All of it completely fiction, of course. Atlantis is not one of our planet’s uncovered mysteries like the Bermuda Triangle or the physical content of a McRib. Europeans tried to use it as justification for the existence of the Mayan culture because there was no way those indigenous doofuses could have concocted such an elaborate civilization on their own, right?
If you have to invent an entire continent to justify your inherent racism, maybe it’s time to give it up.
Atlantis is not the only slab of land that Mother Earth has misplaced. We should also look to that other massive ocean and the lost island of Mu.
We can blame the so-called Mu mystery on Augustus Le Plongeon, a 19th-century writer who had investigated the Mayan ruins in Yucatàn and allegedly translated some of the ancient writings. Actually he was working off a mistranslation of a piece of Mayan literature then called the Troano Codex, and he interpreted the name ‘Mu’ to mean a land that had sunk after a catastrophe. It was a tiny leap of connection for Le Plongeon to decide that Mu was Atlantis, or something just like it. He claimed that the magnificence of Ancient Egypt was founded by Queen Moo (probably not a cow), a refugee of Mu. Read more…
A scientist looks at a problem and asks, “How?” A skeptic looks at a problem and asks, “Why?” A caribou looks at a problem and just keeps on moseying along because a caribou has no damn problems. When faced with the dilemma of constructing a viable and dependable space elevator, the caribou will show no interest, exhibit no signs of stress, and simply carry on eating whatever it is that a caribou eats (I’m guessing raccoons?).
But humankind didn’t get where it is by giving up and eating. No, we packed that food into a quickly-consumable paste of protein and insulating chemicals, threw on our paisley thinking-vests, and addressed the issue with imagination, innovation, and ridiculously difficult math.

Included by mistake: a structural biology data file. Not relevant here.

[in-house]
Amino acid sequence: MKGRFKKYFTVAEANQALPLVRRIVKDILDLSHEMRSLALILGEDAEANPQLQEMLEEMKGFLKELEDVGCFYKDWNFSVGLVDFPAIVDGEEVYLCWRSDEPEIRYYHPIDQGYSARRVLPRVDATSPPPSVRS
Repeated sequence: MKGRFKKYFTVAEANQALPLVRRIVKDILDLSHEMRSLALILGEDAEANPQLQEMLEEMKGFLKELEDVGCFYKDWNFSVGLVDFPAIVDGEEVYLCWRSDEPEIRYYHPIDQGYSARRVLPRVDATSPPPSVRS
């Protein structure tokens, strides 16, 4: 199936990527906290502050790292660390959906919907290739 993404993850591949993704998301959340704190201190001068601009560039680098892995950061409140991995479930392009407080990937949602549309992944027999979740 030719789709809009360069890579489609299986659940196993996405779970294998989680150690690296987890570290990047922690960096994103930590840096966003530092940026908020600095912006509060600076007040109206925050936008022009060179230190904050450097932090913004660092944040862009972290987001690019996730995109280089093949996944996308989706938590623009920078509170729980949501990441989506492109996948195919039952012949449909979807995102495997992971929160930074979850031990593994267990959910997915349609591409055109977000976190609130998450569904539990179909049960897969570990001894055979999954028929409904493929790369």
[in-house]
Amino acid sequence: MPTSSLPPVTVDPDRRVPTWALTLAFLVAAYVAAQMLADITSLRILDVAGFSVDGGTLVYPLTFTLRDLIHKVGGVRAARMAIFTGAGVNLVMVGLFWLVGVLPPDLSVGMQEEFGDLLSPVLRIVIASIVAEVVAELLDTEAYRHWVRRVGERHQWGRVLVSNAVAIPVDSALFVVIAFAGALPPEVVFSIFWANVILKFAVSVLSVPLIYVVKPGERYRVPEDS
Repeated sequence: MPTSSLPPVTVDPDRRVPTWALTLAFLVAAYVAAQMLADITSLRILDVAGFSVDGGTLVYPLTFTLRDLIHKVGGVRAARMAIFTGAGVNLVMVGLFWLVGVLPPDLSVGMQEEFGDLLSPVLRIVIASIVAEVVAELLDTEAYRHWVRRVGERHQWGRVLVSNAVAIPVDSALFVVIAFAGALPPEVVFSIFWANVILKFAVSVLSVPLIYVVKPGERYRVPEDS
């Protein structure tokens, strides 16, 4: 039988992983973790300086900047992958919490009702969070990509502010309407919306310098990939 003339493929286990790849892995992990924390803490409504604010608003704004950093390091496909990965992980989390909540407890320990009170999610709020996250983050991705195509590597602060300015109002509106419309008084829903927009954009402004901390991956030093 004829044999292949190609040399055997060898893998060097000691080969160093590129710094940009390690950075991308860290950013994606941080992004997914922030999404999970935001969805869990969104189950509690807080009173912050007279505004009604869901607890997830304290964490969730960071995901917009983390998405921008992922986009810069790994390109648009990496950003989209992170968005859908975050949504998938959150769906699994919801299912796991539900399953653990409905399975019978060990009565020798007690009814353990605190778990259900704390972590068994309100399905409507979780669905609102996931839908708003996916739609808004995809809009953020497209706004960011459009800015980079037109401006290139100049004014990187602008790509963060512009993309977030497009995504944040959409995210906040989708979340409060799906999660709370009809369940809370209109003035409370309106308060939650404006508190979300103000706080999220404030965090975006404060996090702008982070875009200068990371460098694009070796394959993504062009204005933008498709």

Certainly if we can transplant one’s butt hair to one’s head, if we can process cheese into shiny, single-wrapped squares, if we can teach a frog to play “The Rainbow Connection” on the banjo, we can figure out how to build an elevator into space. How hard can it be?
That crazy-looking Russian is Konstantin Tsiolkovsky, scientist, theorist, and professional crazy-looking Russian. His work in astronomic theory paved the way for all those people-packed tubes of steel we’ve tossed beyond the sky. One day, Konstantin was checking out the newly-minted Eiffel Tower and he thought, “Hey… why can’t we build another one of these, except bigger? Like, all the way to outer space?” Read more…
The typical hierarchy of a conspiracy theory is that there are the people with the facts and those who are in on the conspiracy. Those with the facts are eager – some may say ravenously eager – to share them, to bring more of the public “into the know”. Conspiracy theories generally require the dismissal of a considerable amount of evidence to support their cause. I read so much about the 9/11 conspiracy – for and against – that I finally had to shake my head free of the yellow dust and declare that I simply don’t care anymore – it was a tragedy, end of story.
I’m still on the fence about the whole JFK thing though.
Today I’m venturing into the murky chemical mire known as chemtrails. You’ve seen these before; they’re the “deadly” “poisonous” “gases” that spew from the back of commercial airliners as they rocket above our nation, blanketing us all in some government-orchestrated set-up of some kind.
Like manipulating our brains to accept and enjoy the worst possible entertainment.
The first rumblings of this overhead danger emerged in the mid-90’s, when the US Air Force was forced to issue an official statement, claiming the matter was a hoax. In August of 1996, a handful of officers drafted a paper for the Air Force’s Air University, one which posits a number of sci-fi situations in which the United States could control and manipulate the weather in order to achieve atmospheric dominance over their enemies. This includes creating storms over enemy territory, jamming their communication systems, and signing a non-aggression pact with the evil cloud jellyfish.